Researchers have succeeded in generating detailed three-dimensional images of the spatial distribution of amyloid plaques in the brains of mice afflicted with Alzheimer’s disease. The new technique used in the investigations provides an extremely precise research tool for a better understanding of the disease. In the future, scientists hope that it will also provide the basis for a new and reliable diagnosis method. The results were achieved within a joint project of two research teams – one from the Paul Scherrer Institute (PSI) and ETH Zurich, the other from the École Polytechnique Fédérale de Lausanne (EPFL).

16. February 2012

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How the body distinguishes between self and non-self – important structures explained

Media Releases Biology User Experiments Research Using Synchrotron Light

Like a shredder, the immunoproteasome cuts down proteins into peptides that are subsequently presented on the cellular surface. The immune system can distinguish between self and non-self peptides and selectively kills cells that present non-self peptides at their surface. In autoimmune diseases, this mechanism is deregulated. However, inhibition of the immunoproteasome may alleviate disease symptoms and progression. With the help of measurements taken at the Paul Scherer Institute, scientists have now succeeded in determining the first structure of an immunoproteasome.

23. December 2011

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Fossile Vorläufer der ersten Tiere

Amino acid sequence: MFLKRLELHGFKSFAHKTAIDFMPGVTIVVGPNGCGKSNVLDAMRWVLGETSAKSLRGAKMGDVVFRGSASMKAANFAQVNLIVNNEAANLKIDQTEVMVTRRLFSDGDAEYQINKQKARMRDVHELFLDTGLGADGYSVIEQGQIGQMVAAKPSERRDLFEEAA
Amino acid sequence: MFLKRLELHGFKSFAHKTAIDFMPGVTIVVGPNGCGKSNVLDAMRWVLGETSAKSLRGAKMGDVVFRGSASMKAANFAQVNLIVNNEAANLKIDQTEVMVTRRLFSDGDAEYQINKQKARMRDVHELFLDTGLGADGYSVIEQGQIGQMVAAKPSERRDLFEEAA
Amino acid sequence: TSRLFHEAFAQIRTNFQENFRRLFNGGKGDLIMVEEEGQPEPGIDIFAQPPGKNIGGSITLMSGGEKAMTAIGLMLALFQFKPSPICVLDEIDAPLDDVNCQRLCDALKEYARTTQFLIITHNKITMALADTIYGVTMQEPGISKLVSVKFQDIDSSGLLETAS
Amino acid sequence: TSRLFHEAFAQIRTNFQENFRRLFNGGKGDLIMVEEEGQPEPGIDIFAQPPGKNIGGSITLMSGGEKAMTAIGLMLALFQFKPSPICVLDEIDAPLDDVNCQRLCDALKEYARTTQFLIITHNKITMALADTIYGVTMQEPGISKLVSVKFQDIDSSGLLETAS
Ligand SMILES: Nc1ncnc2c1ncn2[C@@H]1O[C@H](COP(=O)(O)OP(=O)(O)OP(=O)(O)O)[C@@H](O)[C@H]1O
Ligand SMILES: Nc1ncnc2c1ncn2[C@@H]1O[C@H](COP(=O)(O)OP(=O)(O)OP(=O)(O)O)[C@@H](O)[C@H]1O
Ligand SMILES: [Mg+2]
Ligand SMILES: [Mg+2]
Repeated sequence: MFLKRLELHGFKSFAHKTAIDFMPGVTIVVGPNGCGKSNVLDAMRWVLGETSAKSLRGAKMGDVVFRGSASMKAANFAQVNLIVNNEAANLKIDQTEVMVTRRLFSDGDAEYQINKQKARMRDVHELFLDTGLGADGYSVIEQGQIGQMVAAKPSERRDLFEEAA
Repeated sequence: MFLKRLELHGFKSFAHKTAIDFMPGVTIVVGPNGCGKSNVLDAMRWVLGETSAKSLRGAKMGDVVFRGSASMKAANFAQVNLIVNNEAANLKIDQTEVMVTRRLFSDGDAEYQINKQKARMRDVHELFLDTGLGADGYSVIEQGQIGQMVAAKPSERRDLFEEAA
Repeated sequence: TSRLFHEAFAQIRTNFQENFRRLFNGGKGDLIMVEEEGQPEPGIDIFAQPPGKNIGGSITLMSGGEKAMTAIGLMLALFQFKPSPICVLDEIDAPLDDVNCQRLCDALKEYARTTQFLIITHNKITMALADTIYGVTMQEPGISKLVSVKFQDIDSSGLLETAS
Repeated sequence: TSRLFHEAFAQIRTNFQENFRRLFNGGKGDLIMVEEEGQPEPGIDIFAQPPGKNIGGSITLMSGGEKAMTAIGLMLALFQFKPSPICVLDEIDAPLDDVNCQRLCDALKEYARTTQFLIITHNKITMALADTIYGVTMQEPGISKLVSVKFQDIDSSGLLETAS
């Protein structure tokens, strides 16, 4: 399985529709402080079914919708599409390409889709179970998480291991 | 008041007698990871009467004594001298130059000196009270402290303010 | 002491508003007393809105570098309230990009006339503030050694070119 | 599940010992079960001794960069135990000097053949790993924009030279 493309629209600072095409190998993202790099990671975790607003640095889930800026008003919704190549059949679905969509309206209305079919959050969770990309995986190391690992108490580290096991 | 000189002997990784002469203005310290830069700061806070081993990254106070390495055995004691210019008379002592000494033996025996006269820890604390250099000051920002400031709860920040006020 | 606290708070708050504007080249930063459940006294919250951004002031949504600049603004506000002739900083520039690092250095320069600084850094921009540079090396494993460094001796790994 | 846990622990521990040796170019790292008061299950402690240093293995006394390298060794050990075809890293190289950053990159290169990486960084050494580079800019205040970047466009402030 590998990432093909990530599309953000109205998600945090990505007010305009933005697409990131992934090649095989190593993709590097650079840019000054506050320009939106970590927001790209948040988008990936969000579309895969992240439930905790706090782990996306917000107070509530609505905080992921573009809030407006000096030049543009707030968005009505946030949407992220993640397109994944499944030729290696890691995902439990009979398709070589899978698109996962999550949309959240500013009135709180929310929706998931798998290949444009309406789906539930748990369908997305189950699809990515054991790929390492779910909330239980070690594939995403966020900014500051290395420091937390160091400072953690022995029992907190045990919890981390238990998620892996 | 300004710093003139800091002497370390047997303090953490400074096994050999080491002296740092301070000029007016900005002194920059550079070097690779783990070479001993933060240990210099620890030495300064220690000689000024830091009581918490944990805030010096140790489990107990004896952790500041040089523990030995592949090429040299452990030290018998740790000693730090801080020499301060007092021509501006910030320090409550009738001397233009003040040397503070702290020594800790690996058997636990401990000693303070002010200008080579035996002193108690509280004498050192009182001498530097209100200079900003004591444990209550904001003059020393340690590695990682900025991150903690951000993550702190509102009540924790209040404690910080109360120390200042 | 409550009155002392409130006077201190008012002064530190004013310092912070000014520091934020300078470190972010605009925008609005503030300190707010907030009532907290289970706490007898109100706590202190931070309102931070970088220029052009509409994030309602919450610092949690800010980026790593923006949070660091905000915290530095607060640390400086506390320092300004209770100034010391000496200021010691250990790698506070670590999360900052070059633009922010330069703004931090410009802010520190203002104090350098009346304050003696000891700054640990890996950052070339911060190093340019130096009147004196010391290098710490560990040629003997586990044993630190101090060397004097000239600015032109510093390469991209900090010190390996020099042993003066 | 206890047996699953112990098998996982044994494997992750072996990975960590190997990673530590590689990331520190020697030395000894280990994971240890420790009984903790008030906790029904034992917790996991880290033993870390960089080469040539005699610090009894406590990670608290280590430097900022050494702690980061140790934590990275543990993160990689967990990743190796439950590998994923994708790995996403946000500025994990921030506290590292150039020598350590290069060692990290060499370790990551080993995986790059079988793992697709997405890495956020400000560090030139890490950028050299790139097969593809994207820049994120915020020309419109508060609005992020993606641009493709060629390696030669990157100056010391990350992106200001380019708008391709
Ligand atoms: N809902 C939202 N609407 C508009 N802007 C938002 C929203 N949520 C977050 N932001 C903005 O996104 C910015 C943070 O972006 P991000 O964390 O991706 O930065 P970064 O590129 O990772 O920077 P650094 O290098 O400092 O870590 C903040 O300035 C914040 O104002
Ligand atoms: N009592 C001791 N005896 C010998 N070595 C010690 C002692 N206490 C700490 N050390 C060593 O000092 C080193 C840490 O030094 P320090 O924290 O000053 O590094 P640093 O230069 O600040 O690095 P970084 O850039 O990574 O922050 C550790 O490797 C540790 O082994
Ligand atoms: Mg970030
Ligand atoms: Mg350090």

Media Releases Biology Research Using Synchrotron Light User Experiments

Einzellige Organismen, die vor über einer halben Milliarde Jahre gelebt haben und deren Fossilien in China gefunden wurden, sind wohl die unmittelbaren Vorläufer der frühesten Tiere. Die amöbenartigen Einzeller haben sich in einer Weise in zwei, vier, acht usw. Zellen geteilt, wie es heute tierische (und menschliche) Embryonen tun. Die Forscher glauben, dass diese Organismen einem der ersten Schritte vom Einzeller zum Vielzeller in der Entwicklung richtiger Tiere entsprechen.
This news release is only available in German.

21. December 2011

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Wenn die Datenleitung in die Zelle versagt

Media Releases Human Health Biology Research Using Synchrotron Light

Lebende Zellen empfangen dauernd Informationen von aussen, die über Rezeptoren in das Zellinnere weitergeleitet werden. Genetisch bedingte Fehler in solchen Rezeptoren sind der Grund für zahlreiche Erbkrankheiten darunter verschiedene hormonelle Funktionsstörungen oder Nachtblindheit. Forschern des Paul Scherrer Instituts ist es nun erstmals gelungen, die exakte Struktur eines solchen fehlerhaften Rezeptors aufzuklären.